service.log('Invalid coordinates')
        url = make_url(laty, longx)
        zone = fetch_zone(url)

        #Insert the zone value into the zone field in the work order
        mbo.setValue(field_to_update, zone, MboConstants.NOACCESSCHECK)
    If the script fails, then set the field vaule to null.
    Reason: If the work order coordinates have changed (thereby triggering this script), 
    then setting the zone's field value to null is better than leaving it as the wrong 
    zone number (if the coordinates of the work order changed, that means
    that the zone number likely changed too).
    Furthermore, if there is an error in the script, then an error message will pop up 
    and prevent users from creating/saving work orders. 
    We don't want that! (error messages would render the system unusable until fixed)
    So, I figure, I'll set the field value to null if there is an error.
    mbo.setValue(field_to_update, "", MboConstants.NOACCESSCHECK) #Should I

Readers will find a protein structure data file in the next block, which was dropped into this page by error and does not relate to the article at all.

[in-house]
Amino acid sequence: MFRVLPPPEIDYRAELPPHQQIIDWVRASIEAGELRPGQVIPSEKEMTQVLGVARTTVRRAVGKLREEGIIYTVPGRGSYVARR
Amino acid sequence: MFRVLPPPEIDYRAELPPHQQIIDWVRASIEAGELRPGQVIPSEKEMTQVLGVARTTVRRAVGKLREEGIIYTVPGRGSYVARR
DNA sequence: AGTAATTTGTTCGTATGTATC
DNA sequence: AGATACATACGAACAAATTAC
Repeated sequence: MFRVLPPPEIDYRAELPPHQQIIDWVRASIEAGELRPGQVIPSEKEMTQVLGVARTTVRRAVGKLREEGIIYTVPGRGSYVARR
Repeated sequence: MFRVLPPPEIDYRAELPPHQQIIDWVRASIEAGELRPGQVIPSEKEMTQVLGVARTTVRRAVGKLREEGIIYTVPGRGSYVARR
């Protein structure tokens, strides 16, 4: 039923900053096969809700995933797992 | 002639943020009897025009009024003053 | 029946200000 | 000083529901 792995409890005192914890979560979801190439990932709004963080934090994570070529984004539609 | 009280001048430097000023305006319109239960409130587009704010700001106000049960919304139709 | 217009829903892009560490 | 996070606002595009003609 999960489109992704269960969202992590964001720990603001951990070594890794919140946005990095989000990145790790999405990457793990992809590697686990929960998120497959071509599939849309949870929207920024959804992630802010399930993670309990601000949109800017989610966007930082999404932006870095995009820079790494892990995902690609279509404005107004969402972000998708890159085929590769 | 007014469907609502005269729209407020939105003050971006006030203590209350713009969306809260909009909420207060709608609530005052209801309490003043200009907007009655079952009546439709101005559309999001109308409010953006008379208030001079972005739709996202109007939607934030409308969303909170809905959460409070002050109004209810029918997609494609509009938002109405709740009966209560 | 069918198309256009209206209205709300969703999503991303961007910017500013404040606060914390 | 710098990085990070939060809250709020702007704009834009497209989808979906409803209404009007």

# set the field value to "" or to None? 
    service.log("An exception occurred")


from psdi.iface.router import HTTPHandler
from java.util import HashMap
from java.lang import String

handler = HTTPHandler()
map = HashMap()
map.put("URL", url)
map.put("HTTPMETHOD", "GET")
responseBytes = handler.invoke(map, None)
response = String(responseBytes, "utf-8")


#Is there a way to NOT hardcode the field name (ZONE)?

from com.ibm.json.java import JSONObject

obj = JSONObject.parse(json_text)
#The "features" element of the JSON object has an array. Get the first feature in the
#array by specifying [0].
parsed_val = obj.get("features")[0].get("attributes").get("ZONE")
  • 1
    \$\begingroup\$ If you use the Contact link at the bottom of the page, staff could delete/edit the bad versions of the code from the edit history. Please remember to ask them to fix both question and answer if you do that. It's the same process as would be used for login credentials, although you might want to select Other instead. \$\endgroup\$